If you’re going to make a game about a real-life historical war, you have to do it with sensitivity and authenticity. And no, that doesn’t just mean painting the American military as noble underdog heroes the way Call of Duty does; it means showing the ugliness of war, and the ugliness of all sides of war. Even World War II’s European theatre, as necessary as stopping the Nazi regime was, was filled with horror. I’m not just talking about the Axis powers, either; the so-called “heroes” were responsible for their own share of atrocities, and and doing history justice means not painting over those parts. War is ugly, and World War II was uglier than most. Any game that tries to take a World War II setting and make it “fun” has already failed.

Likewise, any critic that praises the “fun” of a World War II game has failed. Stripped of all context, Call of Duty: World War II is a fun game. It’s polished, guns feel weighty and shots impactful, and there’s a myriad of things to do and ways to play. You can have one-on-one pit fights or take part in large-scale, objective-driven skirmishes. You can fight waves of Nazi zombies. You can play a sort of American football but with guns.

But you can’t strip a World War II-set game of its World War II context, and war shouldn’t be “fun”. To make a game that looks for the “fun” in World War II is to reject the whole point of remembering and commemorating the war. To praise a World War II game for being “fun” is to do exactly the same, and suggest that the war itself was in some way a “satisfying” (or “awesome”, or “wonderful) experience.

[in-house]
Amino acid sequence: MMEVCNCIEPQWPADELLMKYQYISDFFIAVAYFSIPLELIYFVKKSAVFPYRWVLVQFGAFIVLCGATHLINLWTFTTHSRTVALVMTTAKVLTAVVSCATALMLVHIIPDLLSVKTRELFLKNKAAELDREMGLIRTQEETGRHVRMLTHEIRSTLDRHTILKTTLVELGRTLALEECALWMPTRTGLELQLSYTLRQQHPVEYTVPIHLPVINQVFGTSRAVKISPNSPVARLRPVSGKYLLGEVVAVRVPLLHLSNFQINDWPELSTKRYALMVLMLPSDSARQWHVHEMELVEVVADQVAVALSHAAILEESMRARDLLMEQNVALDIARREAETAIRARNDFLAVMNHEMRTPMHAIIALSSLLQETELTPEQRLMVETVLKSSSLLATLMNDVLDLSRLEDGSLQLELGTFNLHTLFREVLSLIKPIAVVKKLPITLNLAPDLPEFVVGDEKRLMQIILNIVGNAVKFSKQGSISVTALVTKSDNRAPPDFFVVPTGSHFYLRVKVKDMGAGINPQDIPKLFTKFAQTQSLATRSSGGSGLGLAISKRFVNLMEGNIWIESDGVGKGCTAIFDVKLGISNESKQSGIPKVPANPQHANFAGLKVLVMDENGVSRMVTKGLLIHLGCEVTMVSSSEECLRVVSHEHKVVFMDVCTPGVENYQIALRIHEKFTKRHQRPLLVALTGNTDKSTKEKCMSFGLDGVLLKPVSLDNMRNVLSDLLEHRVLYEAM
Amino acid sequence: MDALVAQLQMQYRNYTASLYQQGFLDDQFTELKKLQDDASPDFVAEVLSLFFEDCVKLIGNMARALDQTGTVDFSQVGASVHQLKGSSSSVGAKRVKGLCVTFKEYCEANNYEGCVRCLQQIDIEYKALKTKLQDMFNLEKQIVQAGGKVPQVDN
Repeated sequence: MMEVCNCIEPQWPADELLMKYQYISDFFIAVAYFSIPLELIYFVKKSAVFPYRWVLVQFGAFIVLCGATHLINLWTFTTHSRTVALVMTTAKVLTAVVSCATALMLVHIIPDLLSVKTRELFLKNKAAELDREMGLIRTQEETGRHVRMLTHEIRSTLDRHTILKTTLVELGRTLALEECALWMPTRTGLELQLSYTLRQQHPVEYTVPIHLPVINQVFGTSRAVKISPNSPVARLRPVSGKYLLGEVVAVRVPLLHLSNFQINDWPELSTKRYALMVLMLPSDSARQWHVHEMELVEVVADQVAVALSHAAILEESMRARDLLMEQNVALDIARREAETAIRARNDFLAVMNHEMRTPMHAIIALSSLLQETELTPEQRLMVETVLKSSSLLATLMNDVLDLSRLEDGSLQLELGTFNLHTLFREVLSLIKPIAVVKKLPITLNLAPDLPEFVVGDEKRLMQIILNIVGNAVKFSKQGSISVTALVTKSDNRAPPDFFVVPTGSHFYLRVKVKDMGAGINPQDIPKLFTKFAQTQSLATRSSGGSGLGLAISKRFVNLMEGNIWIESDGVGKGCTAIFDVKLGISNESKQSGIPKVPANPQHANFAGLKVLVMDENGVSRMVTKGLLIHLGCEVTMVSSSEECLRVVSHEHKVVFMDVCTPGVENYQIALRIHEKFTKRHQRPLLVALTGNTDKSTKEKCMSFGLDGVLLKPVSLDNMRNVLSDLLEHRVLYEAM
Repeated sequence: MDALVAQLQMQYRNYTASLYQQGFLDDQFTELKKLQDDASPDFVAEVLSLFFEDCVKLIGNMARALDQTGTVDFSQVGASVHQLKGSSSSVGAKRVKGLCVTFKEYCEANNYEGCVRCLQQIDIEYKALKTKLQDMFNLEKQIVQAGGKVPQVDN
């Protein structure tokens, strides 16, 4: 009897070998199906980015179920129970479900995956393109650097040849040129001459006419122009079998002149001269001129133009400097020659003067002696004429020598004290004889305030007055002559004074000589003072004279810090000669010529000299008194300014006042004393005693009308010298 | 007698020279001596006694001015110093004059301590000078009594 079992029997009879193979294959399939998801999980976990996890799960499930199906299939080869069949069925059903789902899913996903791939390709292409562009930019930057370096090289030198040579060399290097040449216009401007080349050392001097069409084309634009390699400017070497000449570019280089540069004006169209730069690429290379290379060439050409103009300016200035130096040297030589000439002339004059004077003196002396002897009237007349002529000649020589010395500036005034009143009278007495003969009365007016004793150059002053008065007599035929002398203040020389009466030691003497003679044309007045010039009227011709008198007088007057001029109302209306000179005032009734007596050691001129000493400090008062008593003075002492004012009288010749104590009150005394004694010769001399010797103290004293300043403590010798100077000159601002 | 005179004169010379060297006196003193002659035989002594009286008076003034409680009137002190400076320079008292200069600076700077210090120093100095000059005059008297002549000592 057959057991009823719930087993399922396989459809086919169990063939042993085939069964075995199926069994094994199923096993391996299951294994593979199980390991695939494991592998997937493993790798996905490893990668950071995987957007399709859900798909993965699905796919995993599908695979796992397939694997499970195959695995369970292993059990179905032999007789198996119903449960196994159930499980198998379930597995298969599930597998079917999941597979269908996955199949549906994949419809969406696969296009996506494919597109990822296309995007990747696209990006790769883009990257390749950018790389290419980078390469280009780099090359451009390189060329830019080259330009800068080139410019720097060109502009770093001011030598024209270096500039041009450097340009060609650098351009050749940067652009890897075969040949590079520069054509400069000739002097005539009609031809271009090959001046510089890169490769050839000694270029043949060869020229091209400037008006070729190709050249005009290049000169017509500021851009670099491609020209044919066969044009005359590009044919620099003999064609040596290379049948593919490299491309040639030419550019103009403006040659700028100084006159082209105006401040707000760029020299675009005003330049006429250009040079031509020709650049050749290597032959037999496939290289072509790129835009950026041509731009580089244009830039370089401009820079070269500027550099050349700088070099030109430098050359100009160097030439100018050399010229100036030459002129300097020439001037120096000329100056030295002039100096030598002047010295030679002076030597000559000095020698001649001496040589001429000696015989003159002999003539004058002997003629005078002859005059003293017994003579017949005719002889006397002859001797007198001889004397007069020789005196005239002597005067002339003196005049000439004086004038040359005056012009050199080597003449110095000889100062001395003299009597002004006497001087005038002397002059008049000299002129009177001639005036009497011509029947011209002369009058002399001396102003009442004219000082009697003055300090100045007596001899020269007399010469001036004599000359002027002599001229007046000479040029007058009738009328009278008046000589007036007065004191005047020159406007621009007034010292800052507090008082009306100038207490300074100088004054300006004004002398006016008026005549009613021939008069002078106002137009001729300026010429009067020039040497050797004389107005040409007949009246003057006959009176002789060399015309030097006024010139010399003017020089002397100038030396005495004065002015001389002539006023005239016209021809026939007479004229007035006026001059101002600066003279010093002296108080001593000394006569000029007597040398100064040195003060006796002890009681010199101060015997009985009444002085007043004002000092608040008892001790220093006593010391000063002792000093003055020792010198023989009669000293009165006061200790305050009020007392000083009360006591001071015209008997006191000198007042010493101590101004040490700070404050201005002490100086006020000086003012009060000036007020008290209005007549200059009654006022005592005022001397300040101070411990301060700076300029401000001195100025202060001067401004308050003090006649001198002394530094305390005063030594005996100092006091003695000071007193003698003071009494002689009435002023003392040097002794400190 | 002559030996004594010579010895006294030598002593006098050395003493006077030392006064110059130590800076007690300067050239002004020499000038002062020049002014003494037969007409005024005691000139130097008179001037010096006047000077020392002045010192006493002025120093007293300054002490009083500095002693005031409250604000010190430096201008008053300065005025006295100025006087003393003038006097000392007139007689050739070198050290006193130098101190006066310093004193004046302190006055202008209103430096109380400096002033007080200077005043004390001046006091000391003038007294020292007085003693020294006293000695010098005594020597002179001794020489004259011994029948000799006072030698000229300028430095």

There are, at least, a few critics out there willing to look past the “fun” and explore the bigger picture of what Call of Duty: World War II represents. In a scathing review, Ars Technica called the game out for how it “glosses over or outright ignores the ideology and crimes of the war while also painting it as just another hoorah victory in US military history.”

World War II photos
This is what "boots on the ground" warfare looks like. Not as "exciting" as Call of Duty would have you believe?

“WWII is not one man's story, which makes Daniels and company's push into German territory, thousands of enemy soldiers dead by the player's aim and the Allies' assured success, feel especially absurd,” reads PC Gamer’s review. “Call of Duty: WWII stops feeling historical beyond appearances pretty quickly, like the abridged version of the abridged Band of Brothers.”

An article from Waypoint prior to the game's release questioned whether Call of Duty: World War II would be able to the history justice: “One reason The Pacific sticks with me is how radically it departs from the ‘good war’ narrative of the other Spielberg productions and re-examines the conflict from another perspective. Call of Duty: WWII, at least from what I've seen so far, doesn't appear to do that.” The piece also touched on the fact that the effects of the war are still felt, to this day, in places like Germany and Japan, and any America-centric portrayal of the war ignores that.

But still, the most potent, insightful, and relevant commentary of Call of Duty: World War II came just days after it was announced, and from a satirical site, of all places. “Incredible: This Veteran Gave Both Of His Legs So That The Video Game Industry Could Endlessly Glamourise His Suffering”, the Point and Clickbait article is titled, and it’s exactly the kind of gut-punch that any media concerning World War II should be.

Any game that tries to make World War II into something “fun” is a middle finger to every single person who died in it, and every critic praising the game for its “fun” is complicit.

- Matt C.
Contributor
Find me on Twitter: @MC_Odd
In a game based on World War II, shooting shouldn’t feel “wonderful”